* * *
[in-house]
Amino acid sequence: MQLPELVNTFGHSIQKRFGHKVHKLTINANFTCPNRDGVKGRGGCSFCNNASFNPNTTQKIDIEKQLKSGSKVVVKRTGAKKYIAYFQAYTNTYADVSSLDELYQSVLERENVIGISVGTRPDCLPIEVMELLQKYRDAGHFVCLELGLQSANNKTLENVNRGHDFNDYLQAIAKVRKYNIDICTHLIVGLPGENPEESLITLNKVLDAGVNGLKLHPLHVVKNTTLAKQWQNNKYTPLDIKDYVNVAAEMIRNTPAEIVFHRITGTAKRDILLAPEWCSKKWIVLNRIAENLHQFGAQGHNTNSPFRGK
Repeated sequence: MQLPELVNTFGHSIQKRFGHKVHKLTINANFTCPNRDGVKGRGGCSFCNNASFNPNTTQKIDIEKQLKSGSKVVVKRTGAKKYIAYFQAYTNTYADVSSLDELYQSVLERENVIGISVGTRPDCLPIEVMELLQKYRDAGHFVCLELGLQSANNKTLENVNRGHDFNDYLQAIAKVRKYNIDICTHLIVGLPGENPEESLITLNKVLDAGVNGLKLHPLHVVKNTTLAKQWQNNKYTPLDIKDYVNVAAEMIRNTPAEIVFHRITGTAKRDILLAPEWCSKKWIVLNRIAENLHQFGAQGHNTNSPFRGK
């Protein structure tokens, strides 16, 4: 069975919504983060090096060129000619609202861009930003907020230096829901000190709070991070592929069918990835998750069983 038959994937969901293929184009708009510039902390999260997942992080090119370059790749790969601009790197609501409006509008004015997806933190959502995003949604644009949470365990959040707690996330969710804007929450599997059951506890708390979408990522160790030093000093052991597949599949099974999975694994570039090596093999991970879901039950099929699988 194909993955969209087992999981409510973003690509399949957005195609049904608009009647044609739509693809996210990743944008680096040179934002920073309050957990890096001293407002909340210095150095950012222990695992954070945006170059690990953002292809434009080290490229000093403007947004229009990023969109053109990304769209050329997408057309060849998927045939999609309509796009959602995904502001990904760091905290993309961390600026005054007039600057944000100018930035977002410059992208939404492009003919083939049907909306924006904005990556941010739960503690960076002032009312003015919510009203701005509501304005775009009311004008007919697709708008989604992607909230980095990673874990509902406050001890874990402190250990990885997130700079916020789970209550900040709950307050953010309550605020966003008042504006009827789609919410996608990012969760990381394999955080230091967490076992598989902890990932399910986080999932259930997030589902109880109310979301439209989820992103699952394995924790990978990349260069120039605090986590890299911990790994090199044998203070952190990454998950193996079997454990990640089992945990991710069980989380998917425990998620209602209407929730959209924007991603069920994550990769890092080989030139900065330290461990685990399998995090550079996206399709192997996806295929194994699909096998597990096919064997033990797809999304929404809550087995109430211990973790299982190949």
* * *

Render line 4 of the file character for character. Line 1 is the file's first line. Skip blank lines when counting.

């Protein structure tokens, strides 16, 4: 069975919504983060090096060129000619609202861009930003907020230096829901000190709070991070592929069918990835998750069983 038959994937969901293929184009708009510039902390999260997942992080090119370059790749790969601009790197609501409006509008004015997806933190959502995003949604644009949470365990959040707690996330969710804007929450599997059951506890708390979408990522160790030093000093052991597949599949099974999975694994570039090596093999991970879901039950099929699988 194909993955969209087992999981409510973003690509399949957005195609049904608009009647044609739509693809996210990743944008680096040179934002920073309050957990890096001293407002909340210095150095950012222990695992954070945006170059690990953002292809434009080290490229000093403007947004229009990023969109053109990304769209050329997408057309060849998927045939999609309509796009959602995904502001990904760091905290993309961390600026005054007039600057944000100018930035977002410059992208939404492009003919083939049907909306924006904005990556941010739960503690960076002032009312003015919510009203701005509501304005775009009311004008007919697709708008989604992607909230980095990673874990509902406050001890874990402190250990990885997130700079916020789970209550900040709950307050953010309550605020966003008042504006009827789609919410996608990012969760990381394999955080230091967490076992598989902890990932399910986080999932259930997030589902109880109310979301439209989820992103699952394995924790990978990349260069120039605090986590890299911990790994090199044998203070952190990454998950193996079997454990990640089992945990991710069980989380998917425990998620209602209407929730959209924007991603069920994550990769890092080989030139900065330290461990685990399998995090550079996206399709192997996806295929194994699909096998597990096919064997033990797809999304929404809550087995109430211990973790299982190949």